In 1815, two years before which he had succeeded Mr. Pye, as poet laureate, he published the Poet's Pilgrimage to Waterloo; and, in 1821, came out his Vision of Judgment, which gave rise to Lord Byron's poem of the same name, in The Liberal, and to a severe castigation of the laureate in a preface thereto. His next publications were a History of the Peninsular War, in three volumes, quarto; and his famous Book of the Church, which was replied to by Mr. Charles Butler, on behalf of the Roman catholics, whom our author answered in a supplement to his former work, entitled Vindiciae Ecclesiae Anglicanae. In 1829, he published his Colloquies on the Progress and Prospects of Society; and, in the same year, he added to his poetical works his All for Love, and The Pilgrim to Compostella, neither of which added to his reputation. In addition to the works before-mentioned, Mr. Southey has written The Byrth, Lyf, and Actes of King Arthur; A Tale of Paraguay; The Life of Wesley; besides several pieces, prose and poetical, in the various periodicals of the day. Sometime ago, the University of Oxford conferred upon him the degree of LL.D., and he was also returned to parliament for a ministerial borough, but declined taking his seat.

The laureate is undoubtedly a man of genius and erudition, but we doubt whether any of his works are destined to reach posterity. As a poet, his reputation has already faded; though his Thalaba, and a few of his miscellaneous poems, deserve to be rescued from oblivion, containing, as they do, beauties of a rare and original character. There is as much chaff in his prose as in his poetry; and, indeed, the chief fault of his writings is the preponderance of quantity over quality. Speaking of him, in 1813, his inveterate enemy, Lord Byron, says, "Southey I have not seen much of. His appearance is epic; and he is the only existing entire man of letters. His manners are mild, but not those of a man of the world; and his talents of the first order. His prose is perfect. Of his poetry there are various opinions: there is, perhaps, too much of it for the present generation; — posterity will, probably, select. He has passages equal to any thing. At present, he has a party, but no public — except for his prose writings. The Life of Nelson is beautiful." This is still a fair estimate of his abilities; for, looking back upon his performances of the last seventeen years, we see nothing in them that has advanced his literary reputation. A reviewer in Blackwood's Magazine calls his History of Brazil "the most unreadable production of our time;" and observes, that his History of the Peninsular War is "little better than another Caucasus of lumber." Upon the whole, however, he ranks high among the writers of the present century; though, if his grade be determined by his popularity, it will be found to be lower than his admirers suspect, or than he himself, perhaps, deserves.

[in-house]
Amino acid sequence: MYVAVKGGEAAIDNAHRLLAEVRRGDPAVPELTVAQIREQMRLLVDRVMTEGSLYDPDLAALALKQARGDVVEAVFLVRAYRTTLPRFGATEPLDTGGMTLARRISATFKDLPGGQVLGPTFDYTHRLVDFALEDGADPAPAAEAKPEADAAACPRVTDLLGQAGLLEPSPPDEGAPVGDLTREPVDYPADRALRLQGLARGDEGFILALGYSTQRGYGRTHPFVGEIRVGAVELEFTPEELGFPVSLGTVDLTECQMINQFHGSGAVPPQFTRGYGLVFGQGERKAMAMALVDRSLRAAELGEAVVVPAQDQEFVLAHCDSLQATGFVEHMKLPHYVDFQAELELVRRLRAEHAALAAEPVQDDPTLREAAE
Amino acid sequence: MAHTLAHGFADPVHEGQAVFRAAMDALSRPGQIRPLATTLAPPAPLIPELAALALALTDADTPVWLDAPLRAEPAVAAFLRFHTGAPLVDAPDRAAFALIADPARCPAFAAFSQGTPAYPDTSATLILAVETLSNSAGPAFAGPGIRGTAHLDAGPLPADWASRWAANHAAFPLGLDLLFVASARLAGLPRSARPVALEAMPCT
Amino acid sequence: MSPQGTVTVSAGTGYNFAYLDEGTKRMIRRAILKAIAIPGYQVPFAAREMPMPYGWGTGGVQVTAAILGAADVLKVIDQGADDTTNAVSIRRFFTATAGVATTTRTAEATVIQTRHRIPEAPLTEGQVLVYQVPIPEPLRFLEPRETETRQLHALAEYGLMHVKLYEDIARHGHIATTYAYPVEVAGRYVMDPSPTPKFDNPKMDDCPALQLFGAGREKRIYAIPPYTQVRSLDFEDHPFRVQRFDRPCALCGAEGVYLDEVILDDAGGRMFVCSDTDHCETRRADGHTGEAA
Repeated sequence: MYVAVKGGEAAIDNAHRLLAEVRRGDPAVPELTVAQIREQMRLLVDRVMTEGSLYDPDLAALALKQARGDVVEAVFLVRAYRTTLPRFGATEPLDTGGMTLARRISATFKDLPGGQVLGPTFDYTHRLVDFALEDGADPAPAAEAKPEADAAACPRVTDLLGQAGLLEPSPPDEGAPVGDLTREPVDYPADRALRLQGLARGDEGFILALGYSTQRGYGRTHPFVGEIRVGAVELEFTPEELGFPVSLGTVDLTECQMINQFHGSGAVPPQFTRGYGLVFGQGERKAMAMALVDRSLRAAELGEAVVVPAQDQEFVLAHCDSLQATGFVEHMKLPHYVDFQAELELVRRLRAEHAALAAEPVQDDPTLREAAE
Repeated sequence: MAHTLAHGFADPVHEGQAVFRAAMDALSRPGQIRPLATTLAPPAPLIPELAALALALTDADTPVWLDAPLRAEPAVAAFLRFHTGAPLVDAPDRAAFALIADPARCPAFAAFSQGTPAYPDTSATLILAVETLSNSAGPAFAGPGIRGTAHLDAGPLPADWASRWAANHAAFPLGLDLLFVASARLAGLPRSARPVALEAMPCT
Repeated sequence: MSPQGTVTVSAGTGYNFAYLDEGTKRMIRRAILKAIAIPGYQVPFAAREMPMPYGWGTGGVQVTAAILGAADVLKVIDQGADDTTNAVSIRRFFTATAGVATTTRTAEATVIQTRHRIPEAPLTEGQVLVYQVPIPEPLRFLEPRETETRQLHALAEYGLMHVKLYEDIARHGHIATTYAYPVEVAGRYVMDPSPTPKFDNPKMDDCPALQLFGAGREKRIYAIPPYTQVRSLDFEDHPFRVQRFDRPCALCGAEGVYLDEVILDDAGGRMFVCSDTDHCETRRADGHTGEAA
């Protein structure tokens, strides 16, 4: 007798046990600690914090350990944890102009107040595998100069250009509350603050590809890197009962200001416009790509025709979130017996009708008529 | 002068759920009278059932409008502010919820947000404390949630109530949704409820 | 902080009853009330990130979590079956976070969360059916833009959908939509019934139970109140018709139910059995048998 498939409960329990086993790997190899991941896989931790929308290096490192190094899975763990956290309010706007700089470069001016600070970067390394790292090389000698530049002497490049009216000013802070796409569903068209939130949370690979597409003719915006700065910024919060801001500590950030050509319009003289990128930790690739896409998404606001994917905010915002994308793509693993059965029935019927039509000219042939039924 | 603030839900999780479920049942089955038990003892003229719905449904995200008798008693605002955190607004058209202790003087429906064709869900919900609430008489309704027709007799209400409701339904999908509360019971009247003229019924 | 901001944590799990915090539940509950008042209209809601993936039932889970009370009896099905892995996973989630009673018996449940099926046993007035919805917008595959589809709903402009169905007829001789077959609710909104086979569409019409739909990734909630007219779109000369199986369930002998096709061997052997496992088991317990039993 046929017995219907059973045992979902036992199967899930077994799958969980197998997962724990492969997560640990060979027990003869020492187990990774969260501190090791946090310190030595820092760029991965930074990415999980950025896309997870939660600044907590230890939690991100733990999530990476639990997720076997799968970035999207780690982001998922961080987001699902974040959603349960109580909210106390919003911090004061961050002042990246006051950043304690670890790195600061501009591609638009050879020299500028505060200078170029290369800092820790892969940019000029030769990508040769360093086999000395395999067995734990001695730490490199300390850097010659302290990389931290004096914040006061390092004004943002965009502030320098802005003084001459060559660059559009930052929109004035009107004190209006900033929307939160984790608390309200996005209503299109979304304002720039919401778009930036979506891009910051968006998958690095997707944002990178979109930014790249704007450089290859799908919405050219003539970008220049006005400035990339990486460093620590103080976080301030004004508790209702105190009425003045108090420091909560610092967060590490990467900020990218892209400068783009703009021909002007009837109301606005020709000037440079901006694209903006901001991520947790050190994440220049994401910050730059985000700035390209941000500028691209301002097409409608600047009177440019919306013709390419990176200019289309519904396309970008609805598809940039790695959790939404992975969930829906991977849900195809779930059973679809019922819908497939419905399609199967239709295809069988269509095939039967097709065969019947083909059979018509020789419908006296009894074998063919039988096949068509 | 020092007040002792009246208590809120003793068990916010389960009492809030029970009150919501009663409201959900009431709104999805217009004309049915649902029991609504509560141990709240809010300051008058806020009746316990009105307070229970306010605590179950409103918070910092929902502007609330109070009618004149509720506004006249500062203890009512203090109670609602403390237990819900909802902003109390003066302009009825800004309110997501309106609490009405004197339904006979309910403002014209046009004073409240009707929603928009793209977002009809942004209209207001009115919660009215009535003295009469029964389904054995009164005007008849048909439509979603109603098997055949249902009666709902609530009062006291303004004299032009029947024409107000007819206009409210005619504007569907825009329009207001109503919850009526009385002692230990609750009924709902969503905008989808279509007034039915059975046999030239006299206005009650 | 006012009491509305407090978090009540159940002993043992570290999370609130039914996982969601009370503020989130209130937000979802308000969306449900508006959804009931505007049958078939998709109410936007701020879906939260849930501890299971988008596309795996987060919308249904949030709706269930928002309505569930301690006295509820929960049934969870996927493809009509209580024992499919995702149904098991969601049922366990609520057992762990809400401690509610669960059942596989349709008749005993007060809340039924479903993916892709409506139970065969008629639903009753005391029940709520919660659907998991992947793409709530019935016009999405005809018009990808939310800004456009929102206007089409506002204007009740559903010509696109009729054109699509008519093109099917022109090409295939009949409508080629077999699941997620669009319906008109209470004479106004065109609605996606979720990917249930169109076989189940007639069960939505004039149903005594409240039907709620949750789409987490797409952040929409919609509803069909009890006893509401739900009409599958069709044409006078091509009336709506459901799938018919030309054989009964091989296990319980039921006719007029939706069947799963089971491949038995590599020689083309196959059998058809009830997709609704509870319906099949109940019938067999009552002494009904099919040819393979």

His character has been variously represented: according to Mr. Coleridge, it is all that is estimable, and has, for its only enemies, "quacks in education, quacks in politics, and quacks in criticism." No one, however, we believe, disputes the fact of his being an amiable member of society, and a zealous philanthropist; but whether he has given the most satisfactory evidence of his political integrity and tolerant sentiments, is, at the least, doubtful. We neither approve of, nor coincide with, Lord Byron's vituperation of Mr. Southey; but we cannot forbear suggesting, that one who has held such opposite opinions, sincere as we believe his present ones to be, questions with an ill grace the sincerity of either his political or poetical opponents.